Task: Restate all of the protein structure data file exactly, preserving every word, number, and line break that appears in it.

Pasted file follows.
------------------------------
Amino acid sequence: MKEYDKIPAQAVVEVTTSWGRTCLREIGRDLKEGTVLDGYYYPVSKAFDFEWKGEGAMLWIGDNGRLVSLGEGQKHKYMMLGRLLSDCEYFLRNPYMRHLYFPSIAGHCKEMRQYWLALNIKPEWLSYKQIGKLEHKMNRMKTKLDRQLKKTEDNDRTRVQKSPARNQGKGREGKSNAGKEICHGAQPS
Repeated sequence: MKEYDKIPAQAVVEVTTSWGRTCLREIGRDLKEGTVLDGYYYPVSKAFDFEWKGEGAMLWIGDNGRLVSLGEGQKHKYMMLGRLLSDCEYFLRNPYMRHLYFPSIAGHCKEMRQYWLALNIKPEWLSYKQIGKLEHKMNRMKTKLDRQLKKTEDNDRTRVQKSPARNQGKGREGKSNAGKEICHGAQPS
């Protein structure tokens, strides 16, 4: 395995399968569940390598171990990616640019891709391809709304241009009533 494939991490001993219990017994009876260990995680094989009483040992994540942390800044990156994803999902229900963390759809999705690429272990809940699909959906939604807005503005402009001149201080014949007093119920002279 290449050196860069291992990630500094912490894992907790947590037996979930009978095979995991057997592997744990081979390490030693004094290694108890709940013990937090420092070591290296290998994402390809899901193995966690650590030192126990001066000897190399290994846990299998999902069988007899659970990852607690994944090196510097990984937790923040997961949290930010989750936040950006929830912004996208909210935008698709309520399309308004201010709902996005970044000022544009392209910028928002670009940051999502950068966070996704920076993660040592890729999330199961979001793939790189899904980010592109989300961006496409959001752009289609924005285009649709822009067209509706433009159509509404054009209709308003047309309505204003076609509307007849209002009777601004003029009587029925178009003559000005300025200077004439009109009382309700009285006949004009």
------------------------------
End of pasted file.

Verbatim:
Amino acid sequence: MKEYDKIPAQAVVEVTTSWGRTCLREIGRDLKEGTVLDGYYYPVSKAFDFEWKGEGAMLWIGDNGRLVSLGEGQKHKYMMLGRLLSDCEYFLRNPYMRHLYFPSIAGHCKEMRQYWLALNIKPEWLSYKQIGKLEHKMNRMKTKLDRQLKKTEDNDRTRVQKSPARNQGKGREGKSNAGKEICHGAQPS
Repeated sequence: MKEYDKIPAQAVVEVTTSWGRTCLREIGRDLKEGTVLDGYYYPVSKAFDFEWKGEGAMLWIGDNGRLVSLGEGQKHKYMMLGRLLSDCEYFLRNPYMRHLYFPSIAGHCKEMRQYWLALNIKPEWLSYKQIGKLEHKMNRMKTKLDRQLKKTEDNDRTRVQKSPARNQGKGREGKSNAGKEICHGAQPS
């Protein structure tokens, strides 16, 4: 395995399968569940390598171990990616640019891709391809709304241009009533 494939991490001993219990017994009876260990995680094989009483040992994540942390800044990156994803999902229900963390759809999705690429272990809940699909959906939604807005503005402009001149201080014949007093119920002279 290449050196860069291992990630500094912490894992907790947590037996979930009978095979995991057997592997744990081979390490030693004094290694108890709940013990937090420092070591290296290998994402390809899901193995966690650590030192126990001066000897190399290994846990299998999902069988007899659970990852607690994944090196510097990984937790923040997961949290930010989750936040950006929830912004996208909210935008698709309520399309308004201010709902996005970044000022544009392209910028928002670009940051999502950068966070996704920076993660040592890729999330199961979001793939790189899904980010592109989300961006496409959001752009289609924005285009649709822009067209509706433009159509509404054009209709308003047309309505204003076609509307007849209002009777601004003029009587029925178009003559000005300025200077004439009109009382309700009285006949004009």